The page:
I have hungered, deeply: for proper governance; for justice; for a rational, reasonable, centred, grounded sociopolitical climate in which to live. In short, to not be surrounded and governed by psychopaths and sociopaths. At the apex of the greatest storm ever to hit the town in which I was born, I plummeted to this Earth expecting and demanding the inhabitants to smarten the fuck up and fly straight. Allow me to take you back some three and a half decades to illustrate.
Shortly before the Christmas season, I returned from Junior Kindergarten and sat staring at my mother, who was cooking; contemplating, as I often did even then, and wondering; my little head filled with slide-show images and storefront displays of Santa Claus. Because for me, something just did not add up. I asked my mother if Santa Claus was real, and she sort of cringed, and turned to me, this look of resignation and slight exasperation passing over her face. I explained that it made no sense. That first of all, we did not have a chimney. That second of all, it would be illegal if someone broke into our house – even if it was to drop off presents. That thirdly, how was a person going to go all around the world, and stop at every single dwelling in one night.
She didn’t even bother trying to lie to me, but she did try to give me some compassionate perspective. She told me that Santa Claus was a spirit. That someone by his name had lived very long ago, that he was very kind, especially to children; and that we celebrate and honour him by giving gifts in his name. You might think that’s really cool, and I would not blame you.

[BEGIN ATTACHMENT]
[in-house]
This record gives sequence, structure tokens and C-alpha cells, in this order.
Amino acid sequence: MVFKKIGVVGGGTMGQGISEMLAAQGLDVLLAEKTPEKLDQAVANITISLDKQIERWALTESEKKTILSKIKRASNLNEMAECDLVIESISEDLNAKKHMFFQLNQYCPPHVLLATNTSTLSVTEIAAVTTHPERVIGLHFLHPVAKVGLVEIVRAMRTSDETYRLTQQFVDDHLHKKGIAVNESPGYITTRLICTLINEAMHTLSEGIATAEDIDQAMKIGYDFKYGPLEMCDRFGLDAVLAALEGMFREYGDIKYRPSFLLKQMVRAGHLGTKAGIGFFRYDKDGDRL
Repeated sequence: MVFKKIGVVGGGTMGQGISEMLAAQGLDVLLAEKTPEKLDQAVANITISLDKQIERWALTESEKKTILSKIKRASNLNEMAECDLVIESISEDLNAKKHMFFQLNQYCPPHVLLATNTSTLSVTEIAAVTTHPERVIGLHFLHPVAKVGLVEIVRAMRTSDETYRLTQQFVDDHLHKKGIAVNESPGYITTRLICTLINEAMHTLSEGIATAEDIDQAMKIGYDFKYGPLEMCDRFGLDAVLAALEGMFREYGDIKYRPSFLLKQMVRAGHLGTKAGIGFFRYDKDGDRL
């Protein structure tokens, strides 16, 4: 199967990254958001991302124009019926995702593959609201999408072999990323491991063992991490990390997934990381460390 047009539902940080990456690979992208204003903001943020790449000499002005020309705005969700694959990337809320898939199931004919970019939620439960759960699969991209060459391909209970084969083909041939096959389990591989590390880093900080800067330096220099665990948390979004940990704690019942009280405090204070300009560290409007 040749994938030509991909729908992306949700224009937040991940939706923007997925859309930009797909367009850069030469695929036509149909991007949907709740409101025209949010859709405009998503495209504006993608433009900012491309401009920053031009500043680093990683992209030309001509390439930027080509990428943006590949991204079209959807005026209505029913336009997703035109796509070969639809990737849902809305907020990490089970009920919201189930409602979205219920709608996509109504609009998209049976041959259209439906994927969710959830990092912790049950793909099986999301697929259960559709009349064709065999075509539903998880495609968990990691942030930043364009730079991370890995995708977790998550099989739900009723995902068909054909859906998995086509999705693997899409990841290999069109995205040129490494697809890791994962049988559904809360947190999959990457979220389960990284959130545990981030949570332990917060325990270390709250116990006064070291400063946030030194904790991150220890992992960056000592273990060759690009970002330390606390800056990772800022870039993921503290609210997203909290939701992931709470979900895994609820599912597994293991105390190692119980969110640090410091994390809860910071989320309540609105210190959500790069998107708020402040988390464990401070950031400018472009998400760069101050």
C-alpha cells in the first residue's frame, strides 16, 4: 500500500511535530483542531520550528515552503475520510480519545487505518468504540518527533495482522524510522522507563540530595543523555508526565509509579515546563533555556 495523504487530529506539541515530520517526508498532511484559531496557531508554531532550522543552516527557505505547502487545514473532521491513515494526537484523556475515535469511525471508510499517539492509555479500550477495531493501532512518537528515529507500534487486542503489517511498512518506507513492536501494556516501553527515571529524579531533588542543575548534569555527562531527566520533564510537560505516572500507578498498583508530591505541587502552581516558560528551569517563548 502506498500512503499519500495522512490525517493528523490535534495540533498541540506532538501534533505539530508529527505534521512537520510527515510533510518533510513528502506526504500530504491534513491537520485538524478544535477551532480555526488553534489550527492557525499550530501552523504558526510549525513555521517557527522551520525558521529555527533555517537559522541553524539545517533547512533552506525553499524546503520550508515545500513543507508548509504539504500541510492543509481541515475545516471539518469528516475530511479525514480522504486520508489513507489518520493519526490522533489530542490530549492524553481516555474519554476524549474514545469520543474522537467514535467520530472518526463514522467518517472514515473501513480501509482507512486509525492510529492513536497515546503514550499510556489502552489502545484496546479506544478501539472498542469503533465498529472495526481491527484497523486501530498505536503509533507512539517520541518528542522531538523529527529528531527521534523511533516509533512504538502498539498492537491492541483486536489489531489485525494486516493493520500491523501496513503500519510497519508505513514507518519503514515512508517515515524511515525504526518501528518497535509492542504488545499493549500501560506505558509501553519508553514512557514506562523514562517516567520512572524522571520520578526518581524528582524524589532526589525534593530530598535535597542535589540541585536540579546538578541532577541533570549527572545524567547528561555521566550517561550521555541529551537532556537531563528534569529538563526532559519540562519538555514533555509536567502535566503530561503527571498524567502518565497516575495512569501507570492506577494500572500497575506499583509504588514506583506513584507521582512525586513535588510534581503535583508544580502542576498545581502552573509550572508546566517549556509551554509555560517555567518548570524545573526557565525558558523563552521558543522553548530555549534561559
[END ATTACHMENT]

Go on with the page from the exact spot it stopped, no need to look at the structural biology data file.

But my question was this: “We honour him by lying, and by lying to kids?” She rolled her eyes and made me promise that I would not tell my sister.
Within days, and before Christmas, I was questioning everything, much to the dismay of the grown ups in my life. I wanted to know if the Easter Bunny, the Tooth Fairy, Jack Frost and the stork were all lies also. Suddenly, I didn’t trust anything. I was a four year old skeptic. And it never did change.
By the age of five, I was completely horrified at the world around me, especially grown ups. And that, along with other challenges, lead me into depression. In the springtime, just before I turned six, I found myself suicidal. As I walked among the red willows and the sand pits, I recall deciding that I could not be a part of this sort of world. And as I contemplated ways to kill myself and so absolve myself of guilt for the state of the world, it occurred to me that I could live, after all, one one condition. I would only live if I promised to never, ever, be a part of what was wrong with the world.
That day I made a pact with myself, and with what I then considered God, and with life itself, as well as every aspect of Creation I could conceive of: that I would only live if made the world a better place.
I could not imagine, at such a young age, all of the ways in which I would fail in my promise. I didn’t understand that even the Greatest Good can hurt; can cause change and upheaval and discomfort and even sorrow. I didn’t know.